How to Use Intuition When Making Decisions

Those who identify as highly sensitive experience gut feelings more strongly than most people, but they’re often encouraged to disregard what their gut tells them. High sensitivity allows you to recognize, process, and integrate information on a deep level, including information about the emotions of those around you. Since you are continually taking in more data than the 80% of the population who do not share your trait of high sensitivity, your intuition is more highly developed as a result. Unfortunately, you have probably been encouraged to downplay this data and underutilize this personal strength.

When you deliberately practice using your intuition, you make it stronger. The following tactics can help you start to leverage your intuitive sense as a tool in your decision-making.

Know the difference between gut feeling and fear.

When we feel afraid, our bodies tend to chime in with constricting or minimizing sensations. This may include feelings of panic, tension, or desperation. There is the sense of a “pushing energy,” like we’re struggling to use force, or making a decision out of the desire to sidestep danger, punishment, or being rejected. We also tend to criticize ourselves when we’re fearful, with thoughts about how we should be conforming, hiding, or compromising ourselves.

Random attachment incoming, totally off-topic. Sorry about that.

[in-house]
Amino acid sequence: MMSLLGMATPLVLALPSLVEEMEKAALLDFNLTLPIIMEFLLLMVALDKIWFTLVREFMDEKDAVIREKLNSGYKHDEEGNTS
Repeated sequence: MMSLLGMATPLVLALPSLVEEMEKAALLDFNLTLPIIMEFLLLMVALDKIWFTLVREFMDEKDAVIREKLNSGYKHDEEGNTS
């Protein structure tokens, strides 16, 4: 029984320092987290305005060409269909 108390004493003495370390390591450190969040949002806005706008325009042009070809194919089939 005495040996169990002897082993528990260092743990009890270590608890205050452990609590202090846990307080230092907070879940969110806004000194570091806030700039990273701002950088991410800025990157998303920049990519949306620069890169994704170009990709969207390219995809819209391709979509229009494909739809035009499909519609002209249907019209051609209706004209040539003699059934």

Intuition brings a “pulling energy” with it. Its guidance feels we’re maneuvering ourselves in the optimal direction for us – even if that means taking a risk, or taking our time. Intuition can include the feelings of being at ease or content – or excited and full of positive anticipation. Your body tends to relax. Gut feelings speak in a voice that’s wiser and more grounded, almost like you’re listening to a trusted mentor.

Make small decisions first.

Let yourself speak up in a meeting without overthinking what you say or holding back. Select an outfit you feel drawn to without considering pros and cons. You can raise your comfort levels with following intuition by making speedy, low-stakes decisions. This avoids overwhelm and lays the groundwork for making bigger, more consequential decisions later on, and trusting yourself as you do so. By starting small, you’ll strengthen your abilities to tolerate distress, and to self-regulate your emotions even when you’re uncomfortable.

Take your choices out for a test drive.